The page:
And Now the Reason Foundation Is Completely Wrong About Expo

Good news for everyone that doesn't do transit writing for a certain oil industry funded think tank. Image via The Source.

I wonder what it is about the Expo Line that makes conservative muckrakers lose their collective minds?

Earlier this week, Fox and Hounds published an op/ed by Los Angeles Business Journal Editor Charles Crumpley’s attack on the California Environmental Quality Act (CEQA) by telling an imaginary story about job loss because of a CEQA lawsuit against Phase II of the Expo Line. There was no job loss as a result of the lawsuit.

But that’s not the biggest whopper that’s been told about Expo. Last year, the Reason Foundation, an oil industry funded think tank that pretends to espouse Libertarian principles, declared the Expo Line a failure after sending two people to ride Phase I of the light rail line on its opening week and complaining that it wasn’t meeting its ridership projections for 2020. The line averaged 11,000 weekday boardings. Expo’s 2020 projections was 27,000.

After just about anyone that has ever examined a transit project laughed at Reason’s surreally lame attempt to examine ridership; the Foundation fired back a couple of weeks later with a whiny post that Expo still wasn’t meeting its 2020 ridership projections in its second month.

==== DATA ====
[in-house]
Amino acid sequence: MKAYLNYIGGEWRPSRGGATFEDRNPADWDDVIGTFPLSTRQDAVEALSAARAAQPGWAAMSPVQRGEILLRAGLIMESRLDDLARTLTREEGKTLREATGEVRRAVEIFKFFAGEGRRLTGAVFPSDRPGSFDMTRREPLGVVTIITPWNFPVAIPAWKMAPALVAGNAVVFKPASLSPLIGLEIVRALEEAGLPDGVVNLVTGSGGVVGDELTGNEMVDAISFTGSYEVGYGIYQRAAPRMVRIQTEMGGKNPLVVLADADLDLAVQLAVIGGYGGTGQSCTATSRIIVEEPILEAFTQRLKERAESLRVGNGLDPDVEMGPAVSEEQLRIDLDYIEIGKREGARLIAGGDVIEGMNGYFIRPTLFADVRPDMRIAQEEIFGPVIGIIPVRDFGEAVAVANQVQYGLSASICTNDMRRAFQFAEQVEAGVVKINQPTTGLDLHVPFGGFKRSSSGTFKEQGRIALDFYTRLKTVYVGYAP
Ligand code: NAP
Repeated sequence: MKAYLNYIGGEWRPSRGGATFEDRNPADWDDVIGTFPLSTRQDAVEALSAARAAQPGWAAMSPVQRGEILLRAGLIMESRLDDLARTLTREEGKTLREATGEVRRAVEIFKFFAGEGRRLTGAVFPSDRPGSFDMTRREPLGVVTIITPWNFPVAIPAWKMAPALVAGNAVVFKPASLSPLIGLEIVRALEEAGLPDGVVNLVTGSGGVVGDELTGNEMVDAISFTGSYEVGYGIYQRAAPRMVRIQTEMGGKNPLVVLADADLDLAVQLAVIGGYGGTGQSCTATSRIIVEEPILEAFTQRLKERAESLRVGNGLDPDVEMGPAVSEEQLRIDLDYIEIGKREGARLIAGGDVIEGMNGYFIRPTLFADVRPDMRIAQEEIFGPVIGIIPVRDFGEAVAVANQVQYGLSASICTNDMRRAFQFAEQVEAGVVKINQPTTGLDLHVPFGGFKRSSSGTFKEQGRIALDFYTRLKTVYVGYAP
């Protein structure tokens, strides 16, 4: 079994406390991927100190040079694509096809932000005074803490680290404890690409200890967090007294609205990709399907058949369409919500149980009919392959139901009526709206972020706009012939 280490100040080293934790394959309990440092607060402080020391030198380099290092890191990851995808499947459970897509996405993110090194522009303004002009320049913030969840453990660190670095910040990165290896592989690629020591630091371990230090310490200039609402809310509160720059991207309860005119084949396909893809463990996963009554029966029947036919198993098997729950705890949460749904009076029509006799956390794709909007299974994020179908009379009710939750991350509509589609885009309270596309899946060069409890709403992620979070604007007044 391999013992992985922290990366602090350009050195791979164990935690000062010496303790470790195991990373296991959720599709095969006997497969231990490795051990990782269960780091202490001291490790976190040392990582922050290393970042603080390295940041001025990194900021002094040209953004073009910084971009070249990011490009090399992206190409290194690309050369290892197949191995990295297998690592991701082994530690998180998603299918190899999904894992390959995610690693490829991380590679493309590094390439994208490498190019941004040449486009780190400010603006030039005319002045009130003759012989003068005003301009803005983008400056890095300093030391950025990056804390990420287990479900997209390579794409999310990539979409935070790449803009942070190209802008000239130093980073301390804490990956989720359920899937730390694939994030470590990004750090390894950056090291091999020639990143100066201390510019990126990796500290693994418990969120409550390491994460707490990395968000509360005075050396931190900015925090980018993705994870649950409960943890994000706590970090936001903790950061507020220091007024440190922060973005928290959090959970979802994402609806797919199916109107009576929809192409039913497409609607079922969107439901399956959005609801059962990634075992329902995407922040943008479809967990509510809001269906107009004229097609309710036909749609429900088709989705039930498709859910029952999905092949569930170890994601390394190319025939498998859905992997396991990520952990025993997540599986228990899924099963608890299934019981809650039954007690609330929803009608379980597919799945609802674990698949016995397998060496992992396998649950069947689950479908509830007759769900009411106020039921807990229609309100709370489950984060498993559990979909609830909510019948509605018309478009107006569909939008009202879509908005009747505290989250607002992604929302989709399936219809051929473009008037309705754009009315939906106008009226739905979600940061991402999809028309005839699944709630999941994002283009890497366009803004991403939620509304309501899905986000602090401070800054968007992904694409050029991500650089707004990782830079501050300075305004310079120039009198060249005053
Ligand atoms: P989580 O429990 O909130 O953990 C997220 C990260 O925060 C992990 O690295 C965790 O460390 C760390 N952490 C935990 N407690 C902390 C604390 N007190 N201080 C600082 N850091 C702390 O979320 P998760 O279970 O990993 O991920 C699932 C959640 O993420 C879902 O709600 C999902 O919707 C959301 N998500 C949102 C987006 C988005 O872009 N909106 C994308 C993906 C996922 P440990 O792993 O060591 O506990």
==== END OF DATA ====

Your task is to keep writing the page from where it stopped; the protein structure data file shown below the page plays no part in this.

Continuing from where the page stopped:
If major politicians and news outlets didn’t treat the Reason Foundation’s findings as though they were fact, we could all just laugh at them and walk away. Unfortunately, that’s not the case.  Fortunately, it’s really easy to show the Reason Foundation is completely and utterly inept when it comes to examining transit projects.

Yesterday, Metro announced that the Expo Line averaged 27,280 boardings every weekday, meeting its 2020 ridership projections a mere seven years ahead of schedule.

This is hardly news for anyone that’s ever read a Reason transit analysis. As Streetsblog.net’s Angie Schmitt noted last year, Reason Foundation reports on rail are predictable, they all say the same thing. “Ridership will be lower than expected; costs will be higher.”

Now it’s completely understandable that maybe Reason made a mistake and didn’t realize the 2020 ridership projections were in fact for 2020; but after they were informed that many many times after their first attempt they stuck to their guns. Now the line has made those estimates seven years early.

Reason owes either an apology or an explanation. Anyone want to take a bet on whether or not one is coming?